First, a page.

“Wick, at Service to School, we are fans of your annual column and are glad you continue to spotlight the issue of veteran enrollment at elite educational institutions,” Hsia wrote. “In years past, you’ve painted a fire-and-brimstone portrait of veteran enrollment at elite undergraduate programs, and we think that for some schools, this description is misplaced.” Hsia praised Williams, Yale and Cornell for their efforts. I acknowledge that this fall, for the first time, Williams visited Bunker Hill Community College to meet veterans.
I agree the Service to School is an excellent, innovative program. As a graduate of Williams and of Yale, I cannot yet take seriously enrollments of three and 11, respectively, 13 years after the invasion of Baghdad. I do acknowledge, Cornell, which had dropped out of this survey for several years but now enrolls 12 undergraduate veterans, because Cornell alumni for several years have been calling me for advice on what can work for veterans. (Click here to see Cornell’s excellent just-launched military/veterans website.)
Back to me. So what? This effort is what Quakers -- I am one -- call a peace testimony. Every day I wonder what the most highly selective education would be that would prevent generations of graduates of these colleges from creating an America that takes war for granted. Linda Bilmes, Harvard professor, a friend and a Quaker, now calculates the cost of our current wars at $5 trillion. (Click here for Bilmes’s recent article in The Boston Globe.) Two Yale alumni, former President George W. Bush and Vice President Dick Cheney, Princeton graduate and former Secretary of Defense Donald Rumsfeld, and former Secretary of State and Stanford provost Condoleezza Rice launched the invasion of Iraq, failing the History 101 skill of evaluating primary sources. Iraq did not have stockpiles of weapons of mass destruction. And these distinguished alumni too often send other people’s children to fight and die in these wars.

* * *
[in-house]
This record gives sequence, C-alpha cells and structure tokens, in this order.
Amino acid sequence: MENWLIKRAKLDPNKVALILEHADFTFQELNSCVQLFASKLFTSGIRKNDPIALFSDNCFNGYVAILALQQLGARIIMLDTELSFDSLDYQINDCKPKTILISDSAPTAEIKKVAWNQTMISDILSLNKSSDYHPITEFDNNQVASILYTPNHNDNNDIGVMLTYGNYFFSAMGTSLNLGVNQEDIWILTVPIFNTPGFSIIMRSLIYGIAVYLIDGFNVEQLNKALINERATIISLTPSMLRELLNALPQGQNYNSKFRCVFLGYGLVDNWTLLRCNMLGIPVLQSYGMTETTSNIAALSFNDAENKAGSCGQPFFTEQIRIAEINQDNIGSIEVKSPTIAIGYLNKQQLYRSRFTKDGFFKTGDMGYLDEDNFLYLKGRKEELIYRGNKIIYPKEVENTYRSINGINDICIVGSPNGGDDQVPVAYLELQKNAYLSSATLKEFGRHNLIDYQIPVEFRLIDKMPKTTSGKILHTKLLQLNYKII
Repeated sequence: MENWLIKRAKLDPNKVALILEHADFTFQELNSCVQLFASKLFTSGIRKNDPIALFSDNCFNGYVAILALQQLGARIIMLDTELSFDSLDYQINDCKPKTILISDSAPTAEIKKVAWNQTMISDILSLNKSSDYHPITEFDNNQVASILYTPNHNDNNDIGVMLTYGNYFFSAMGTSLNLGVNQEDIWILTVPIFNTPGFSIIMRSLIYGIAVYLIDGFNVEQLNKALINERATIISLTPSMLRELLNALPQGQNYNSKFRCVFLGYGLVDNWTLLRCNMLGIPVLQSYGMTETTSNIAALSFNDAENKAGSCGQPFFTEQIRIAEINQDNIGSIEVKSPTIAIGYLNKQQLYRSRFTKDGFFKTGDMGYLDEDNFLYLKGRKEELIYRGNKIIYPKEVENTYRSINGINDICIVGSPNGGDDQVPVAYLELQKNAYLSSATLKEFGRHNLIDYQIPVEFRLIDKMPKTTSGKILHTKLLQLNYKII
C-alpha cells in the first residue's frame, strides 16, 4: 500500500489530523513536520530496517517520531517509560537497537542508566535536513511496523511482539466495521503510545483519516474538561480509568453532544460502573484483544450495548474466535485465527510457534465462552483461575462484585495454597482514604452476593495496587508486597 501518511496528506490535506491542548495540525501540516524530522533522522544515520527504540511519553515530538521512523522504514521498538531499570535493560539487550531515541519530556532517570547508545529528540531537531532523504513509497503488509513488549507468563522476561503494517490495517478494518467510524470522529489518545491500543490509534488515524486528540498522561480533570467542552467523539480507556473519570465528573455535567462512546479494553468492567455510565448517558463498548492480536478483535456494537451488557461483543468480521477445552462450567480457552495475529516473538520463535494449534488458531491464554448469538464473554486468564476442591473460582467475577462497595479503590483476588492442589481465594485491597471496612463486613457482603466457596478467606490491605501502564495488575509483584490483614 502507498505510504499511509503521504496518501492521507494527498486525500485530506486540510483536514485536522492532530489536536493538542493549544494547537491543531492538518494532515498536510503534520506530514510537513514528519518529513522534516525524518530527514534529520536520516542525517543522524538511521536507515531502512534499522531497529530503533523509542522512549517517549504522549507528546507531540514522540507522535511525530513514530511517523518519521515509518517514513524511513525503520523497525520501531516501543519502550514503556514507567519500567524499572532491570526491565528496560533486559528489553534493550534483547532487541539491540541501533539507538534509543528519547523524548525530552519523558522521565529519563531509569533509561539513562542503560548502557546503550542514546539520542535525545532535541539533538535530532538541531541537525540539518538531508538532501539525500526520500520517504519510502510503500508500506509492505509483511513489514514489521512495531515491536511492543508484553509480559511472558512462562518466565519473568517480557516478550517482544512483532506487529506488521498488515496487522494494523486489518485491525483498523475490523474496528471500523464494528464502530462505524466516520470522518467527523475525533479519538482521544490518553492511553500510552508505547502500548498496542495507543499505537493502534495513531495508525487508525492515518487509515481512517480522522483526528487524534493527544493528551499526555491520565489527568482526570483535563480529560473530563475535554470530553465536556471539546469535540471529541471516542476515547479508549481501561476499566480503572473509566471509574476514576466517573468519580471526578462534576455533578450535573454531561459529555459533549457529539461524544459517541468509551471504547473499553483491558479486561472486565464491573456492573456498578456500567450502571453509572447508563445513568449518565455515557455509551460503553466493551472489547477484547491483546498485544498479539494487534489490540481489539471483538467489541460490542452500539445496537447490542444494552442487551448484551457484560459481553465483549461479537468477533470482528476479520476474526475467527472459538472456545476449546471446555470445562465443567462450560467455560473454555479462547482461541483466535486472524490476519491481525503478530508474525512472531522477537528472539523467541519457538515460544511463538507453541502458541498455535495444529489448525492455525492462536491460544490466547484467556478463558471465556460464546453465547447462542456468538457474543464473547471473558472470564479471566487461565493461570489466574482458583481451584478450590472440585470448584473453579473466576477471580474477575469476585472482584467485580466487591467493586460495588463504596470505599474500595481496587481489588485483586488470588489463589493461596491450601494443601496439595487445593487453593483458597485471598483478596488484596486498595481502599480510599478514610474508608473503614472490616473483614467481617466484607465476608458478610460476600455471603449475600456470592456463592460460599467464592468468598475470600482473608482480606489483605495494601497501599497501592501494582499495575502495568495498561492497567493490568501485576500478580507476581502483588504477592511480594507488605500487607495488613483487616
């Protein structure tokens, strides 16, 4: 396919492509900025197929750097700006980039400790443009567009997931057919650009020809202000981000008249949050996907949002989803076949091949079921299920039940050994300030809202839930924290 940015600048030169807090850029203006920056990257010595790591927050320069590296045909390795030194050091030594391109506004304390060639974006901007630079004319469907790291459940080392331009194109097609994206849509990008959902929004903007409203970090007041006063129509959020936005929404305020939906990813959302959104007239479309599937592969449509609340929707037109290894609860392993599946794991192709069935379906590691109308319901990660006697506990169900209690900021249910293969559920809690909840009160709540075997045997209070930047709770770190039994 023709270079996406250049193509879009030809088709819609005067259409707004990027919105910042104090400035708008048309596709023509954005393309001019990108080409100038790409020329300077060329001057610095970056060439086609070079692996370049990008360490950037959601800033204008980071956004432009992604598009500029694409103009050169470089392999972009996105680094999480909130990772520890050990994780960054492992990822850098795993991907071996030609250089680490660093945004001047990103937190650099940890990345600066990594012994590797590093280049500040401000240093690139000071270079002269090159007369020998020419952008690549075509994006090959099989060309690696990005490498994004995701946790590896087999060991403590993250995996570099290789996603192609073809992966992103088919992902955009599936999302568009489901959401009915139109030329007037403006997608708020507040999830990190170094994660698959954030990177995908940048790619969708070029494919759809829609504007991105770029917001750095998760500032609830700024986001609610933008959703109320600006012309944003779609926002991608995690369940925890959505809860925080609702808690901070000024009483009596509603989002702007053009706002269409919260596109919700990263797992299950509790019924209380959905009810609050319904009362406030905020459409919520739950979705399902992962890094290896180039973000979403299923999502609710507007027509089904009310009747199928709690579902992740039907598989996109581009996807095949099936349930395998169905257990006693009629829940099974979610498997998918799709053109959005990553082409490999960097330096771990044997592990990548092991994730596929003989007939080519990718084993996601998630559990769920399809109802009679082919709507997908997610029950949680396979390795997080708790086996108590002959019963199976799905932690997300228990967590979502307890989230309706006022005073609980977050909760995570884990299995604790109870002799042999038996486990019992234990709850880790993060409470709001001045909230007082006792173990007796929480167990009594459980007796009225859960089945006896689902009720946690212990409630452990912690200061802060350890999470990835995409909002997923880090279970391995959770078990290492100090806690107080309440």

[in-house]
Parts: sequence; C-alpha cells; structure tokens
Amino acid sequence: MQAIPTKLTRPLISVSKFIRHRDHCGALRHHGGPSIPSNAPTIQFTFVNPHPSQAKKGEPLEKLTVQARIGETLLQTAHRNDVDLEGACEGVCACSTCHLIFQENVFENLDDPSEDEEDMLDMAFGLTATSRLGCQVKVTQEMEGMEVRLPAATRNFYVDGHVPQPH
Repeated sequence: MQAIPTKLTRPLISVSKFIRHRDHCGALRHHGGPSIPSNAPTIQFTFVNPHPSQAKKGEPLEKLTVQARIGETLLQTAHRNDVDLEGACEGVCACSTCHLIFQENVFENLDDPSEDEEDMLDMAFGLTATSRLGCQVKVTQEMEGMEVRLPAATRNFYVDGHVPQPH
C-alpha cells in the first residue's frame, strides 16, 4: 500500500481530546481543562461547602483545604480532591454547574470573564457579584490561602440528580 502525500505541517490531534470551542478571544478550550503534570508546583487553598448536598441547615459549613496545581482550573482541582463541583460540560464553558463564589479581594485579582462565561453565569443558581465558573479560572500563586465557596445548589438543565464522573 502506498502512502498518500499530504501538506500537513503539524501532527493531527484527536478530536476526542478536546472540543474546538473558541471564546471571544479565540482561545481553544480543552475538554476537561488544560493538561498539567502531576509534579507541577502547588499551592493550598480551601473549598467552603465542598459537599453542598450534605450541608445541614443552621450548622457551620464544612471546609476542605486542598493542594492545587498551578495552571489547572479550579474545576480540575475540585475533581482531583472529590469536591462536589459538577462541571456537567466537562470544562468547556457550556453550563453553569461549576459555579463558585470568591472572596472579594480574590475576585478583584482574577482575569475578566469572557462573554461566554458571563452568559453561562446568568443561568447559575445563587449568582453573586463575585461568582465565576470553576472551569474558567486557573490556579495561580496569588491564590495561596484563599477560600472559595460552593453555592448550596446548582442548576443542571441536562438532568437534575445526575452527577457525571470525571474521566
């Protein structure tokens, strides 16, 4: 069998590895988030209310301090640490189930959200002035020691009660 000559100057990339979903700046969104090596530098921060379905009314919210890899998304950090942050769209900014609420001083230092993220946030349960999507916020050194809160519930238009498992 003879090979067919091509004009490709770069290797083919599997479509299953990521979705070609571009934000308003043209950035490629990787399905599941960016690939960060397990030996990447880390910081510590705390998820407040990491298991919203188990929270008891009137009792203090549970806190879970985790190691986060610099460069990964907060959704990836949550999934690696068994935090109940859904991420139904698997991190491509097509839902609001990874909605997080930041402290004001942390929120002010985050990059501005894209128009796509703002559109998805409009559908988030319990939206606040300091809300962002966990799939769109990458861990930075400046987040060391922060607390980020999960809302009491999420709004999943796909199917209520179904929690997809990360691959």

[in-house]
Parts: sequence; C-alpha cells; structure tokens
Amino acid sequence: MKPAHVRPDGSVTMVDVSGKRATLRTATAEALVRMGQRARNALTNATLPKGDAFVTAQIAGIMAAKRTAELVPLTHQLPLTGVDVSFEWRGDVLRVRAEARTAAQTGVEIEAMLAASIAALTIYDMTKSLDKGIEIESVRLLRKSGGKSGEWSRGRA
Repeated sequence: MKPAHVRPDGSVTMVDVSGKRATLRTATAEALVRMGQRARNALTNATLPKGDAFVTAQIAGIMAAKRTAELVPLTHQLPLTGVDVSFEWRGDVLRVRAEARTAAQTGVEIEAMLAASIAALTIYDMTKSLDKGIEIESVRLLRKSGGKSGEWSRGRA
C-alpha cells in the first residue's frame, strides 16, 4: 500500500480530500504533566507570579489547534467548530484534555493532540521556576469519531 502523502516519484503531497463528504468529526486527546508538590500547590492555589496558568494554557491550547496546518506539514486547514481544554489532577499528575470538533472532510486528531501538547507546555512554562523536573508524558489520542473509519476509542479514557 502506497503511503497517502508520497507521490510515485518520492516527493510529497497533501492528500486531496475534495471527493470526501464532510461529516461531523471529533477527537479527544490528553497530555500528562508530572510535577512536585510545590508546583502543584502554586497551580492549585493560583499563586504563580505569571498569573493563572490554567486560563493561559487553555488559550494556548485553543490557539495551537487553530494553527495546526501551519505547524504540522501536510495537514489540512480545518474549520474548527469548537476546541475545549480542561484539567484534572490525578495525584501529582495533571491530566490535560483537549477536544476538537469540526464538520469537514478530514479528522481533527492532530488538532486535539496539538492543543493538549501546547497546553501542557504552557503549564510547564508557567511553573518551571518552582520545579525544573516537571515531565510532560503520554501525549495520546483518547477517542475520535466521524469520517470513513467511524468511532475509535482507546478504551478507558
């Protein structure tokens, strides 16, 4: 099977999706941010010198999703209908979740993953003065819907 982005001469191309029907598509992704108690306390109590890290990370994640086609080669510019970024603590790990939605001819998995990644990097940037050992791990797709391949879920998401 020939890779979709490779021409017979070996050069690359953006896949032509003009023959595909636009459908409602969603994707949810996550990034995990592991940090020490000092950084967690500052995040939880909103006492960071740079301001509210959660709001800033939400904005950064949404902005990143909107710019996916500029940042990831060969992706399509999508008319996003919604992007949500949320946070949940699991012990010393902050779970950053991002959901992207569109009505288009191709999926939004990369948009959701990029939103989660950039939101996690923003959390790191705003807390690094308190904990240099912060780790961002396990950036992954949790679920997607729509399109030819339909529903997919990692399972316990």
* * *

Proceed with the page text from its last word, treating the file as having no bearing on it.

Back to Kiernan, from the Ivy League Veterans Council, and his belief that future leaders at selective colleges need to meet people who have actually been in a war. Not people who have only sung of arms and the man on paper in The Aeneid. Due to a trivial childhood injury, Vietnam passed me by. I woke up when veterans began appearing in my classes.